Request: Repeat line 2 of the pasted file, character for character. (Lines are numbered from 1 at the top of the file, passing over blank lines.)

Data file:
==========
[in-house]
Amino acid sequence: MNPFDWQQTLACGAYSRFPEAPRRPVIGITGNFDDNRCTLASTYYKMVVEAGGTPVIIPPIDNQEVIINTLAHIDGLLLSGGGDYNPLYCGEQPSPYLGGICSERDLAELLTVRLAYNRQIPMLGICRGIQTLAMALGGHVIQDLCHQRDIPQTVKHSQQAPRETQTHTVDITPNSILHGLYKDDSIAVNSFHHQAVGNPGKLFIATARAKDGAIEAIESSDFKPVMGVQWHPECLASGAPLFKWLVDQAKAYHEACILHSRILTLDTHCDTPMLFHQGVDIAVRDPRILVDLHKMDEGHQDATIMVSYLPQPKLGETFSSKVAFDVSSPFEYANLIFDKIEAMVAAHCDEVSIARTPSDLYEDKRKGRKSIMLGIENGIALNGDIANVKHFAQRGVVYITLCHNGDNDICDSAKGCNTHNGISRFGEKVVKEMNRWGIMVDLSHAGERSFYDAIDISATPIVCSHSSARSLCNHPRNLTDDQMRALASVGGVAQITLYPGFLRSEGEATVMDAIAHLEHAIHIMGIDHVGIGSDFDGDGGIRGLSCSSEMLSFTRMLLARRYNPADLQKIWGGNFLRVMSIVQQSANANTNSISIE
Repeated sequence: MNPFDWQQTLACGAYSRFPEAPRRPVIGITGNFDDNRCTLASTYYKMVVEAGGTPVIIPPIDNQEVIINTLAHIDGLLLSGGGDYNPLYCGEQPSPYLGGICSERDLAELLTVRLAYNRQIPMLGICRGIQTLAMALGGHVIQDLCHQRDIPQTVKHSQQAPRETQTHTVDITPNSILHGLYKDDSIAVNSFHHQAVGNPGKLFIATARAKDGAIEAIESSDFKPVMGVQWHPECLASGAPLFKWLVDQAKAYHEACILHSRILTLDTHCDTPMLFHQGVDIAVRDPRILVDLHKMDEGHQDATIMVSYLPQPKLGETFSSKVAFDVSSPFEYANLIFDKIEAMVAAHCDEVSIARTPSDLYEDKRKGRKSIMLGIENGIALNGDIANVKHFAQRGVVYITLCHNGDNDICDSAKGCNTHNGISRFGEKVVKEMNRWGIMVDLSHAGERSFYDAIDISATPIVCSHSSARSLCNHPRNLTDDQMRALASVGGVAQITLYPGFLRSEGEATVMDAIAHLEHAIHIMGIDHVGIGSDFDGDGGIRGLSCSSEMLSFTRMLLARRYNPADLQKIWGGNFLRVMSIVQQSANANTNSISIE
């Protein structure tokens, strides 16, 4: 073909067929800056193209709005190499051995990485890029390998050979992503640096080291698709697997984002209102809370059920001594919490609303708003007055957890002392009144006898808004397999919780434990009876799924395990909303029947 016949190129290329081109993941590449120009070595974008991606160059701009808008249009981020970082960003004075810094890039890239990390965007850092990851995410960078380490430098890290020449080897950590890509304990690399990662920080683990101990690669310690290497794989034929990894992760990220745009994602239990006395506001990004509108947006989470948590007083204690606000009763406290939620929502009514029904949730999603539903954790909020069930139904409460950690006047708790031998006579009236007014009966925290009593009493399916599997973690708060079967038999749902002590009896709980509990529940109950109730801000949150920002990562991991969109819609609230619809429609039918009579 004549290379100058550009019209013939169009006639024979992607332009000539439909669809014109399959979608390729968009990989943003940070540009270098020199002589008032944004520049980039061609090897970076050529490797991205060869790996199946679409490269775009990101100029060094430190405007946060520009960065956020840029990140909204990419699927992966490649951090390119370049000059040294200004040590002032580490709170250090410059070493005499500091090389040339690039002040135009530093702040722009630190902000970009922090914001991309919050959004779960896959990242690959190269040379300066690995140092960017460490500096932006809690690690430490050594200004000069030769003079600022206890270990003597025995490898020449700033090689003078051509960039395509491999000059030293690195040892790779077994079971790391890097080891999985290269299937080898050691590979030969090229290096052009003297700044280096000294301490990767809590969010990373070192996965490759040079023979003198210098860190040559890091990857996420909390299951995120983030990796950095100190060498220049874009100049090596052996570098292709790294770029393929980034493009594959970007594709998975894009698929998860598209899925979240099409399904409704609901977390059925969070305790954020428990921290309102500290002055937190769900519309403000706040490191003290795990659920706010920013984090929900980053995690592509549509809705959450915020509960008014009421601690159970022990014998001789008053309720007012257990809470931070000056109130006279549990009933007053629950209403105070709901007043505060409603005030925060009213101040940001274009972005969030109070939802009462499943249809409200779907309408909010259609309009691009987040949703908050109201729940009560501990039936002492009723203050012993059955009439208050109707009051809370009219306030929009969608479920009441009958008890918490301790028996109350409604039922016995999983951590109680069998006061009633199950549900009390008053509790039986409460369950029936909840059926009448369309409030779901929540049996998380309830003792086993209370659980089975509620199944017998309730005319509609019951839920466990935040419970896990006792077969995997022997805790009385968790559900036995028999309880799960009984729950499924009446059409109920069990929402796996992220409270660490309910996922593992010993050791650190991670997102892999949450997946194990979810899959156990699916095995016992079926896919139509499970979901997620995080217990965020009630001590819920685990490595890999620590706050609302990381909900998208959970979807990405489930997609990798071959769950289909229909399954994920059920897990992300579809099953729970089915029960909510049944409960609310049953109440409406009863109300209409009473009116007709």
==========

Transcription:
Amino acid sequence: MNPFDWQQTLACGAYSRFPEAPRRPVIGITGNFDDNRCTLASTYYKMVVEAGGTPVIIPPIDNQEVIINTLAHIDGLLLSGGGDYNPLYCGEQPSPYLGGICSERDLAELLTVRLAYNRQIPMLGICRGIQTLAMALGGHVIQDLCHQRDIPQTVKHSQQAPRETQTHTVDITPNSILHGLYKDDSIAVNSFHHQAVGNPGKLFIATARAKDGAIEAIESSDFKPVMGVQWHPECLASGAPLFKWLVDQAKAYHEACILHSRILTLDTHCDTPMLFHQGVDIAVRDPRILVDLHKMDEGHQDATIMVSYLPQPKLGETFSSKVAFDVSSPFEYANLIFDKIEAMVAAHCDEVSIARTPSDLYEDKRKGRKSIMLGIENGIALNGDIANVKHFAQRGVVYITLCHNGDNDICDSAKGCNTHNGISRFGEKVVKEMNRWGIMVDLSHAGERSFYDAIDISATPIVCSHSSARSLCNHPRNLTDDQMRALASVGGVAQITLYPGFLRSEGEATVMDAIAHLEHAIHIMGIDHVGIGSDFDGDGGIRGLSCSSEMLSFTRMLLARRYNPADLQKIWGGNFLRVMSIVQQSANANTNSISIE